Julia Roberts:

Great when she's sad, but only if she smiles afterwards, wonderful smile, I'm with the US public on this one, I love Julia Roberts and always will!


Never been a good screen version of her life, but after all, only one bio-pic has ever worked for me ("Lady Sings the Blues.")

The first star tragedy that comes to mind:

"Marilyn Monroe being attacked by a bottle of sleeping pills/ Like a bottle of angry hornets" (Spicer). At the same time, one feels Marilyn to have been terribly self-absorbed and mean when she wasn't being, you know, loving and kind.

Fat Liz:

God, she's only four feet ten, all she has to do is put on one pound she looks fat.

Skinny Liz:

What's with this "Liz" stuff anyhow, don't you know we're supposed to call her Elizabeth at all times!!!

Screwball comedy:

Jean Arthur and Cary Grant, I'm, like, kind of there.

Five people you'd like to see in what five roles:

Raquel Welch as Myra Breckinridge, oops, she did that one. Warren Beatty in that Tarantino picture planned for him. I always thought the girl in "One False Move" would be a big star. Now I can't even remember her name. Cold reptilian Tom Hanks would make a good Argento killer. Remake of "The Bodyguard" with Kylie Minogue and Russell Crowe. Eddie Murphy, he is so funny in Bowfinger I thought I'd die.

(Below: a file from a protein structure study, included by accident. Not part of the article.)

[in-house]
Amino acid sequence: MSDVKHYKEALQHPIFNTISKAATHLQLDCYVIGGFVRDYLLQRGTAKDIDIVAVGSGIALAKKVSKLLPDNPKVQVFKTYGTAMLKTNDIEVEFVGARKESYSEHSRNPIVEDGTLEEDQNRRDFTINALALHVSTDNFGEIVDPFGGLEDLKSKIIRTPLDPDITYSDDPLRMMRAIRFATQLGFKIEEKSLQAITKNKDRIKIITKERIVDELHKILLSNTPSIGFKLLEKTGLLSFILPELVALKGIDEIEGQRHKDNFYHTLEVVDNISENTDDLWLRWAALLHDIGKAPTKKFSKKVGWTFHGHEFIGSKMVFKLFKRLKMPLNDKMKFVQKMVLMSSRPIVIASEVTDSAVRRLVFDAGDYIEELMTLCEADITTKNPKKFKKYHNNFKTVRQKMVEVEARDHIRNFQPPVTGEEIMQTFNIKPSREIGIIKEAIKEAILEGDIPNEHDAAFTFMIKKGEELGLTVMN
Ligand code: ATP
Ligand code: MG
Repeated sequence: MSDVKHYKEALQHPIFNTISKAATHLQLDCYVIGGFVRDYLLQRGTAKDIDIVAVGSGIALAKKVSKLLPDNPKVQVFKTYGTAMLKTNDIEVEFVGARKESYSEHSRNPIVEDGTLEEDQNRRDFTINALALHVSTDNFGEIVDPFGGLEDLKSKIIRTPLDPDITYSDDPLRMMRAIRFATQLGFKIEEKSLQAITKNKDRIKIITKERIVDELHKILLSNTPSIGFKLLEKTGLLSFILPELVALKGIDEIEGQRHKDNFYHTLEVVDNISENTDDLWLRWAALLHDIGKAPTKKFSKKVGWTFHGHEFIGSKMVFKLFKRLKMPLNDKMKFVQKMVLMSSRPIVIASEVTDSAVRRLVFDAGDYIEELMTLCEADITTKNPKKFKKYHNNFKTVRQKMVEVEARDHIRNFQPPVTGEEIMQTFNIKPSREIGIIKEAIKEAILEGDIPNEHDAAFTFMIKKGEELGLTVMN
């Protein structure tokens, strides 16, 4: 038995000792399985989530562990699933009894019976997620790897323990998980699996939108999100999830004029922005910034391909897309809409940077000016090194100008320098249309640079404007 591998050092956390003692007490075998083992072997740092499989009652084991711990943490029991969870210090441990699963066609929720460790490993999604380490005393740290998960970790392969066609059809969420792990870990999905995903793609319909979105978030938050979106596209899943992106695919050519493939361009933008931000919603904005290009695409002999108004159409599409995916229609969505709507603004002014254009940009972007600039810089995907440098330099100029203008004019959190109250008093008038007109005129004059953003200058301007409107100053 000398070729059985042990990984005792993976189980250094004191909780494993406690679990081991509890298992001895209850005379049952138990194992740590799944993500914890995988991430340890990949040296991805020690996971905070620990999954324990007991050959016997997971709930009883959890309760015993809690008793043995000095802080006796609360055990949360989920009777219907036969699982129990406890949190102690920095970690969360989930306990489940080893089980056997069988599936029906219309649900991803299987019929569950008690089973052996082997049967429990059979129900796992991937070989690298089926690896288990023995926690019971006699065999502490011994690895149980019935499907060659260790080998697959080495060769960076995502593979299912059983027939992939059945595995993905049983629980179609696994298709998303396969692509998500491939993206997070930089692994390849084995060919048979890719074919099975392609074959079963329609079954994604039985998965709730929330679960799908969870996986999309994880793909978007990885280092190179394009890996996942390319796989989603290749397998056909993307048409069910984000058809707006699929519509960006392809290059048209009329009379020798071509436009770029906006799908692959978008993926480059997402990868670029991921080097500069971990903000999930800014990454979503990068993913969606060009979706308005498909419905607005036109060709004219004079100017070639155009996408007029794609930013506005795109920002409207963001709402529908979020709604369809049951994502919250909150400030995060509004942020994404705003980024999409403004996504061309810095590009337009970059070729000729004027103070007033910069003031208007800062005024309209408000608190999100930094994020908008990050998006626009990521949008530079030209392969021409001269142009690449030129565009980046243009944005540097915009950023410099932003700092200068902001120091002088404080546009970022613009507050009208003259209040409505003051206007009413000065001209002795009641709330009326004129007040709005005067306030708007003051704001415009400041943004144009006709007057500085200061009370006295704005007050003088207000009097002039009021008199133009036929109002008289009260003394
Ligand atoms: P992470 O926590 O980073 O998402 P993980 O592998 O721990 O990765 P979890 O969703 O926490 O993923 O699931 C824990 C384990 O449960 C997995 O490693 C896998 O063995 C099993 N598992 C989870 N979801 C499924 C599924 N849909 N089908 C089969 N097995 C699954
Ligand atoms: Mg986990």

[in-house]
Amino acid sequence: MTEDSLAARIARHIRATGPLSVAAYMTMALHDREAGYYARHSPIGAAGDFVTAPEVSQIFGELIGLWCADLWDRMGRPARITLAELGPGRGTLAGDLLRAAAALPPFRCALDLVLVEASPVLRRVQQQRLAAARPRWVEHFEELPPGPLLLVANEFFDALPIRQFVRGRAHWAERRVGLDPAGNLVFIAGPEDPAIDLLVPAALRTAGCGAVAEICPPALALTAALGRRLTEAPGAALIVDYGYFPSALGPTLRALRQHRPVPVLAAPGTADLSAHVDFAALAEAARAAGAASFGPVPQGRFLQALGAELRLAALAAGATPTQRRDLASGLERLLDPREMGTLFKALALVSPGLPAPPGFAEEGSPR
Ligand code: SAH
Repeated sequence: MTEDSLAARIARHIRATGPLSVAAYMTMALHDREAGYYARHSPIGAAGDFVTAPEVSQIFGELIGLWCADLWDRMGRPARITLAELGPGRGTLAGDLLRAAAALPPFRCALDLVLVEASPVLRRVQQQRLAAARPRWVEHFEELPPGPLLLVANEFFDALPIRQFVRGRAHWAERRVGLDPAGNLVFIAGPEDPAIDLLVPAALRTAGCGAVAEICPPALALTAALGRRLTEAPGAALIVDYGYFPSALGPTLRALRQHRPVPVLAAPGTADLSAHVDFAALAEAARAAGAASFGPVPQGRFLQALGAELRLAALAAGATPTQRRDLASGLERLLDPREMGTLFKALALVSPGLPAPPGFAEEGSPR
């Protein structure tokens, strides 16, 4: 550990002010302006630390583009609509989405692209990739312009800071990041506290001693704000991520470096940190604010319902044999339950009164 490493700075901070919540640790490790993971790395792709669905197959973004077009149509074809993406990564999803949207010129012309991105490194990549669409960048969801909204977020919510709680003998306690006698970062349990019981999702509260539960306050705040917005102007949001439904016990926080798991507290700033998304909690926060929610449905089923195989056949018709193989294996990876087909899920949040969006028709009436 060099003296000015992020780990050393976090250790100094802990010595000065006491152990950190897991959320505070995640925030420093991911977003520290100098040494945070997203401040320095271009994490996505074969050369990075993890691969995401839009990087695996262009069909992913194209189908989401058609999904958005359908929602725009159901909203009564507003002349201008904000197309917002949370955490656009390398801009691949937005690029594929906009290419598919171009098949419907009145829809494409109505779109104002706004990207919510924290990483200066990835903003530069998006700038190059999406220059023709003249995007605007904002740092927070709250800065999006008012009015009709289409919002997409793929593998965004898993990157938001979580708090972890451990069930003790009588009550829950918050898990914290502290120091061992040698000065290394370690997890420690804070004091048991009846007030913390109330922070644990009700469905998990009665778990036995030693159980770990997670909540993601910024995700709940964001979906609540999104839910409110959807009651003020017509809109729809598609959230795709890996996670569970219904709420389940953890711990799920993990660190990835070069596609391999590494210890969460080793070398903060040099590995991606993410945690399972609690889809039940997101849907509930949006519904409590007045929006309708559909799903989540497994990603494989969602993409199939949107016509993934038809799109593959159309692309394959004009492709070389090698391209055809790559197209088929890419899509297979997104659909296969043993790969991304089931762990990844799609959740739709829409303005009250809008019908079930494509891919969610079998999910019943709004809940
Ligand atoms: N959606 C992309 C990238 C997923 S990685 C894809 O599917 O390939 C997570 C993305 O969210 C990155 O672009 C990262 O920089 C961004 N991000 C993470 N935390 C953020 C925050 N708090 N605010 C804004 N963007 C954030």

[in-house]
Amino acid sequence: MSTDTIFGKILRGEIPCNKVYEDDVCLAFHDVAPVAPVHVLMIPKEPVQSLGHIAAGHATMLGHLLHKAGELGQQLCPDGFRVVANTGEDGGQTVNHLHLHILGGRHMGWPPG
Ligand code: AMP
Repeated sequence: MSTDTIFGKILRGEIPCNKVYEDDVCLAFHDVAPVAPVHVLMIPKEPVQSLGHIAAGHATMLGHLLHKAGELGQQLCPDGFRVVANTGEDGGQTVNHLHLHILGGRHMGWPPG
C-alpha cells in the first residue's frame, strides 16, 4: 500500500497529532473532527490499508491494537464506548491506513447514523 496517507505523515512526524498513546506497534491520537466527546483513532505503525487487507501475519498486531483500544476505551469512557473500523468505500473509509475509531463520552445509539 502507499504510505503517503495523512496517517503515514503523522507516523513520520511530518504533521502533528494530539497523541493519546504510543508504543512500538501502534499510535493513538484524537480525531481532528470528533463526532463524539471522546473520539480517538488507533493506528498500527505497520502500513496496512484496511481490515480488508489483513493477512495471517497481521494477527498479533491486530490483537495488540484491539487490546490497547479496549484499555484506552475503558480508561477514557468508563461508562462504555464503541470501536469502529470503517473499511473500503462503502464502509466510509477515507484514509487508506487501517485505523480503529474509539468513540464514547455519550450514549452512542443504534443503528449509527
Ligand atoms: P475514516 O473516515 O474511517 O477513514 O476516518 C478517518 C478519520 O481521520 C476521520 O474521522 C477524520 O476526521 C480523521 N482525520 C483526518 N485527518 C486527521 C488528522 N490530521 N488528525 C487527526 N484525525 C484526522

Rita Hayworth:

Glamorous, mysterious, looks like she could take care of herself, but couldn't I guess. Couldn't really sing or dance or act, always looked too big for her clothes, but perfect in her own way.

Gary Cooper:

Everything they say about him's true, he's a God.

Thelma Ritter:

Oh my goodness, I wrote a whole play about her for our Poets Theater in which Ethel Chase, Darrell Alvarez's mother, was to play Ritter-but she died, she had been the life and soul of our group. And afraid of nothing. Darrell suggested it, because his mother had always loved Ritter, or had often been compared to her, so this play, "Thelma," (a musical) was a kind of Ritter as Mae West backstage look at her life. Never published nor performed but given to Ethel Chase on her last birthday.

ZaSu Pitts:

When I was young they always showed re-runs of her on "Oh, Susannah," she scared me she looked so much like a squirrel.

Joseph Losey:


Your three favorite Dario Argento films (and the first thing that pops into your mind about each):

1.Trauma-butterfly Point Of View.

2.Opera-Betty with her eyes sewn open and she's squirming.